A Book Of Five Strings - online tutorial

Strategies for mastering the art of old time banjo.

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The other modes are just ways to create a different series of notes in a scale. We've already been working in the Mixolydian mode because that's the mode "Old Joe Clark" is written in. If you play around with the whole and half steps listed above for the Major and Mixolydian modes you will see what I mean.
In Major mode for the key of G the seventh note is an F#. In Mixolydian mode the seventh note is an F natural.
You will be using modes all the time without realizing it and that's actually a good thing because you wind up with fewer details to remember. At the same time it's a good idea to get used to the sound of the different mode patterns even if it's only to develop your expertise with the fretboard.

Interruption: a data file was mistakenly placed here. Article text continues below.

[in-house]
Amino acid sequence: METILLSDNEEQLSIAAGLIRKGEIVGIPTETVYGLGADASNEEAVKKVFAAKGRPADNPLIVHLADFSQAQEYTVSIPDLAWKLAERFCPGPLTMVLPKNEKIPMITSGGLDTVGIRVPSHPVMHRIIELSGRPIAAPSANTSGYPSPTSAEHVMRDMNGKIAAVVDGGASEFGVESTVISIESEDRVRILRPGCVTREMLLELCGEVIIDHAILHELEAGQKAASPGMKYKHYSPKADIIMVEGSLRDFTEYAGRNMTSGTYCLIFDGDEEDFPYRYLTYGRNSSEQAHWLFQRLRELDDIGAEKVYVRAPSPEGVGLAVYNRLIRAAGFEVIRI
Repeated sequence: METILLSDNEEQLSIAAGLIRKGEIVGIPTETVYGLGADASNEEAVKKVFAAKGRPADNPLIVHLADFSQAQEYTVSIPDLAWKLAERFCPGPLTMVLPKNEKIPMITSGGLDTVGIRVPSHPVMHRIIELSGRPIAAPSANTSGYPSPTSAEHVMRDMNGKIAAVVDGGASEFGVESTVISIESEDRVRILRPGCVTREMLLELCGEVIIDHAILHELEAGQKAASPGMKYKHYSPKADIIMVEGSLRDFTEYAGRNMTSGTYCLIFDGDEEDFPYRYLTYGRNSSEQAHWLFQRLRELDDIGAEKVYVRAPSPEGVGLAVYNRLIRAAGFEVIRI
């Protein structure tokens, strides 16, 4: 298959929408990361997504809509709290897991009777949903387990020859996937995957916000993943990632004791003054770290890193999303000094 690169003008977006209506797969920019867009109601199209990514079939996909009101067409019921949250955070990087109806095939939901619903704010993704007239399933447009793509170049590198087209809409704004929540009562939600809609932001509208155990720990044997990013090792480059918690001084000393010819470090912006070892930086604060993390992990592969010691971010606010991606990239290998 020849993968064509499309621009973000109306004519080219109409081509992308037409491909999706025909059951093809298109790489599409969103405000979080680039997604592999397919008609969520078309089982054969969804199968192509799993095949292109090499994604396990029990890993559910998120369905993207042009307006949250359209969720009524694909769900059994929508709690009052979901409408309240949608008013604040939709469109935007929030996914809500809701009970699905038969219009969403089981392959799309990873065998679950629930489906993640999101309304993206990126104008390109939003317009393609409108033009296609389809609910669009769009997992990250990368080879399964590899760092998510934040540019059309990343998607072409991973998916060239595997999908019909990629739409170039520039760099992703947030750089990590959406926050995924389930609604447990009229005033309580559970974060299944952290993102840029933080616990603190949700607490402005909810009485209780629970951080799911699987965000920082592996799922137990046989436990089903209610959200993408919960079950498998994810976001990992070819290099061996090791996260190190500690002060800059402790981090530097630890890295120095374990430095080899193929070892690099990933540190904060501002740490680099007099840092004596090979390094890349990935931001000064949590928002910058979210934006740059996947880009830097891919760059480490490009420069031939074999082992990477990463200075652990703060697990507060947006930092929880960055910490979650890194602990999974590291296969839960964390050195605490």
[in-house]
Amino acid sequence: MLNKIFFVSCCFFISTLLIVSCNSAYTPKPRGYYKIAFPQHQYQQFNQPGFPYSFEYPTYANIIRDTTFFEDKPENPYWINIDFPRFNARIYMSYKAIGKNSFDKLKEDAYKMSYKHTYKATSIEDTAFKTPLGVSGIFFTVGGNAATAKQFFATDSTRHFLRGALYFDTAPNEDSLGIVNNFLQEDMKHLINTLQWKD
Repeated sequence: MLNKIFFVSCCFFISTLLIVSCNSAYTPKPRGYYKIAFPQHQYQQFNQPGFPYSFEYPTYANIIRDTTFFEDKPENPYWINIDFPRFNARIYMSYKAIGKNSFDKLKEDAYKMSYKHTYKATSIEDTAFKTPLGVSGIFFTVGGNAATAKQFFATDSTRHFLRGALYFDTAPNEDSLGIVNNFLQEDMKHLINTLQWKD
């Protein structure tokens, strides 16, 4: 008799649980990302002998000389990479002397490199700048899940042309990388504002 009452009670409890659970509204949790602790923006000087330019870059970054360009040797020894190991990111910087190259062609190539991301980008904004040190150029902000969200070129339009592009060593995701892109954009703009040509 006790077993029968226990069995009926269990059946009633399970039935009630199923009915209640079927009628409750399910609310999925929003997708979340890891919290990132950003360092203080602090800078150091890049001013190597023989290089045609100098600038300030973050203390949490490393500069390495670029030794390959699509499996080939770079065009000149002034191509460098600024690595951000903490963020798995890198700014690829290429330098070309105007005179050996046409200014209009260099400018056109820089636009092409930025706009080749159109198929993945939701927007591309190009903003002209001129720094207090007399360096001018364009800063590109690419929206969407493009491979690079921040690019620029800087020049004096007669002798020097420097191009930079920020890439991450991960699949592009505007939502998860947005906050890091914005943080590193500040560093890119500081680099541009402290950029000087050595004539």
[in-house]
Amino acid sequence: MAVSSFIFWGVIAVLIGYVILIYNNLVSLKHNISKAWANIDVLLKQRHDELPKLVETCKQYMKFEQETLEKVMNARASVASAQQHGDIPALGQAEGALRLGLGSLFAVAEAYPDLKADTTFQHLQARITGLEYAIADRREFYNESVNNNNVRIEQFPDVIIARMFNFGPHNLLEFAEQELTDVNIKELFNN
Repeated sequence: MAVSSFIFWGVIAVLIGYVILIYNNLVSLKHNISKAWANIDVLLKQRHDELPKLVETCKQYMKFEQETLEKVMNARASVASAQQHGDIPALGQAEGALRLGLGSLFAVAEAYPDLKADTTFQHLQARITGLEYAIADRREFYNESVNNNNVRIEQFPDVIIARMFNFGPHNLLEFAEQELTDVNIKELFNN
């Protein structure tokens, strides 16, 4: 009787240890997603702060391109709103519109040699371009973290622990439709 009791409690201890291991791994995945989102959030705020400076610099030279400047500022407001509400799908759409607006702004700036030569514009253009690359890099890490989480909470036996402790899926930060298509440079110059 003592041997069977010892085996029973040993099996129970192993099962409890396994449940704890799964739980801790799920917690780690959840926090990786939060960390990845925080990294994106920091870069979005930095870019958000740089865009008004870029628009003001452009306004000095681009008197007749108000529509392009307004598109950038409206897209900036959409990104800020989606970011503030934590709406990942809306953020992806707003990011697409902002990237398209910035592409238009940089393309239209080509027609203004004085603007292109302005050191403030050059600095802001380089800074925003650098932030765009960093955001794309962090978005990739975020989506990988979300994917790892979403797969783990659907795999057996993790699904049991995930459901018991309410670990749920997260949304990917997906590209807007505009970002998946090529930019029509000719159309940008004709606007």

Chording The Scale
Another exercise you can experiment with is playing a scale up and down the neck by strumming each chord associated with the notes of a major scale.
Example One
In this example we are playing a G scale starting with the open G chord and moving up the fretboard as we strum along the G major scale.
Example Two
In this example we are strumming along a C major scale.
Example Three
In this example we are strumming along a D major scale.
Compare this pattern of chord forms with example two and you will find that this is the same pattern starting at a different fret.
Can you see where I'm going with this? That's right. Even this exercise follows a specific pattern for each chord form. If you work up the F major scale chords on your own you will be able to play virtually any scale along the fretboard.






E-Book - An Annotated Compendium of Old Time American Songs by James Alverson III